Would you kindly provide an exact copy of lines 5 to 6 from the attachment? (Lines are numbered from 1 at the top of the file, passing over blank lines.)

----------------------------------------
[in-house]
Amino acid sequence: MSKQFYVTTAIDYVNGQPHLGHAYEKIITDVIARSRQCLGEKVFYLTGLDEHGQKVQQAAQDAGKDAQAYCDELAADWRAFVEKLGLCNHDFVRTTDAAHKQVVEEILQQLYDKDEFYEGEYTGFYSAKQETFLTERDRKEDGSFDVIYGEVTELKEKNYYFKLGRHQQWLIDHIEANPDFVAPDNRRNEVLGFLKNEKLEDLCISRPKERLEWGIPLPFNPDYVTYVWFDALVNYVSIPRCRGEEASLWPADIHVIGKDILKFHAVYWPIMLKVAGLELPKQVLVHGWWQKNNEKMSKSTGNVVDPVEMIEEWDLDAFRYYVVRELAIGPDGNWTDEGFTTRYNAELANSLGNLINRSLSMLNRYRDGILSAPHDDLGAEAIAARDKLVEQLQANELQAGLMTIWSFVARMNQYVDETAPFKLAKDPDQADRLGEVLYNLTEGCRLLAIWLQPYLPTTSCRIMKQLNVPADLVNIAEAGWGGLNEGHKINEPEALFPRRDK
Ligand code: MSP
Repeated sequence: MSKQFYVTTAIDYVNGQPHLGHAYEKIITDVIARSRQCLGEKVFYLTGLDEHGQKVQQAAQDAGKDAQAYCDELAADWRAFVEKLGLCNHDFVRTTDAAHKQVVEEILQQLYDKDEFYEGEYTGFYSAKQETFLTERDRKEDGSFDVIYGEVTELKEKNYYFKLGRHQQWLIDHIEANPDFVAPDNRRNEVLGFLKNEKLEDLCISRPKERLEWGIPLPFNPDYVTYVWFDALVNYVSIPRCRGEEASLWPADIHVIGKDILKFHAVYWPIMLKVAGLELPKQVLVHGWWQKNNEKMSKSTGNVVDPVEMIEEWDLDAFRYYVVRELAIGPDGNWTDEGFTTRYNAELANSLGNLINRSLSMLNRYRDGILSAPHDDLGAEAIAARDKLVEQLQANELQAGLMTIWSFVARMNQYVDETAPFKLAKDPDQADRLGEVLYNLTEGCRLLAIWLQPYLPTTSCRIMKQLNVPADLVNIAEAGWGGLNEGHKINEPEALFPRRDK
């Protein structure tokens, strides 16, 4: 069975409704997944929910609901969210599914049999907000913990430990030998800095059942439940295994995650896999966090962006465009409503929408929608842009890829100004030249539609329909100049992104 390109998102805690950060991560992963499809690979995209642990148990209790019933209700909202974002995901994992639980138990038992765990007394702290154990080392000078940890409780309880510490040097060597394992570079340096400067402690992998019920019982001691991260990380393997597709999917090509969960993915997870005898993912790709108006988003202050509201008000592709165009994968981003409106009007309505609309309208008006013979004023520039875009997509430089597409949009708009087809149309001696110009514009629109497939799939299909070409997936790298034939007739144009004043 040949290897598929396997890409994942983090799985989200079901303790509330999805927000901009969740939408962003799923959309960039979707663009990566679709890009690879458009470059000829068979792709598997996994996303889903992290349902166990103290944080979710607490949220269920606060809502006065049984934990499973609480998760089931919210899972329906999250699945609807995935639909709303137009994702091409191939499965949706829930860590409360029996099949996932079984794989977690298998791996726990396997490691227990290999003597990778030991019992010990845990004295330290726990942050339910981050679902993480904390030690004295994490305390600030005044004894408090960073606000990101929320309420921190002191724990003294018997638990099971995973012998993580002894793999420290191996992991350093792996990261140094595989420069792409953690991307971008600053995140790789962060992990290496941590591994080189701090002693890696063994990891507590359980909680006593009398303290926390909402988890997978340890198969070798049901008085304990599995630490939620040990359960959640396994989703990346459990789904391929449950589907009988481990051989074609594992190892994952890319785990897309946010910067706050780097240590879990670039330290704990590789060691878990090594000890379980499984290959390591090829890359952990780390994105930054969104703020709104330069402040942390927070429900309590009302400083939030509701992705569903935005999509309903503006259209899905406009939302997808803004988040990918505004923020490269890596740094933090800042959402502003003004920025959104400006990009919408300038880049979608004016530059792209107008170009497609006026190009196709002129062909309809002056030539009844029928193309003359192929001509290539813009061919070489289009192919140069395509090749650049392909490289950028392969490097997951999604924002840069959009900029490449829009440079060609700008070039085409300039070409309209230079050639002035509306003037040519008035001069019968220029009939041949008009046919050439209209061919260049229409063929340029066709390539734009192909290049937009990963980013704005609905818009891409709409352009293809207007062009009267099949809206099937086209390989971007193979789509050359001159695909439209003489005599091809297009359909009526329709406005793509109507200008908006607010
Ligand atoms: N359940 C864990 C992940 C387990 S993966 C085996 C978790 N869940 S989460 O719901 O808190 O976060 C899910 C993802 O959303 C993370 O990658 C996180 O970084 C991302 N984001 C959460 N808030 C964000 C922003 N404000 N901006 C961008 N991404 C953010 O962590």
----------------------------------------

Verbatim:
């Protein structure tokens, strides 16, 4: 069975409704997944929910609901969210599914049999907000913990430990030998800095059942439940295994995650896999966090962006465009409503929408929608842009890829100004030249539609329909100049992104 390109998102805690950060991560992963499809690979995209642990148990209790019933209700909202974002995901994992639980138990038992765990007394702290154990080392000078940890409780309880510490040097060597394992570079340096400067402690992998019920019982001691991260990380393997597709999917090509969960993915997870005898993912790709108006988003202050509201008000592709165009994968981003409106009007309505609309309208008006013979004023520039875009997509430089597409949009708009087809149309001696110009514009629109497939799939299909070409997936790298034939007739144009004043 040949290897598929396997890409994942983090799985989200079901303790509330999805927000901009969740939408962003799923959309960039979707663009990566679709890009690879458009470059000829068979792709598997996994996303889903992290349902166990103290944080979710607490949220269920606060809502006065049984934990499973609480998760089931919210899972329906999250699945609807995935639909709303137009994702091409191939499965949706829930860590409360029996099949996932079984794989977690298998791996726990396997490691227990290999003597990778030991019992010990845990004295330290726990942050339910981050679902993480904390030690004295994490305390600030005044004894408090960073606000990101929320309420921190002191724990003294018997638990099971995973012998993580002894793999420290191996992991350093792996990261140094595989420069792409953690991307971008600053995140790789962060992990290496941590591994080189701090002693890696063994990891507590359980909680006593009398303290926390909402988890997978340890198969070798049901008085304990599995630490939620040990359960959640396994989703990346459990789904391929449950589907009988481990051989074609594992190892994952890319785990897309946010910067706050780097240590879990670039330290704990590789060691878990090594000890379980499984290959390591090829890359952990780390994105930054969104703020709104330069402040942390927070429900309590009302400083939030509701992705569903935005999509309903503006259209899905406009939302997808803004988040990918505004923020490269890596740094933090800042959402502003003004920025959104400006990009919408300038880049979608004016530059792209107008170009497609006026190009196709002129062909309809002056030539009844029928193309003359192929001509290539813009061919070489289009192919140069395509090749650049392909490289950028392969490097997951999604924002840069959009900029490449829009440079060609700008070039085409300039070409309209230079050639002035509306003037040519008035001069019968220029009939041949008009046919050439209209061919260049229409063929340029066709390539734009192909290049937009990963980013704005609905818009891409709409352009293809207007062009009267099949809206099937086209390989971007193979789509050359001159695909439209003489005599091809297009359909009526329709406005793509109507200008908006607010
Ligand atoms: N359940 C864990 C992940 C387990 S993966 C085996 C978790 N869940 S989460 O719901 O808190 O976060 C899910 C993802 O959303 C993370 O990658 C996180 O970084 C991302 N984001 C959460 N808030 C964000 C922003 N404000 N901006 C961008 N991404 C953010 O962590």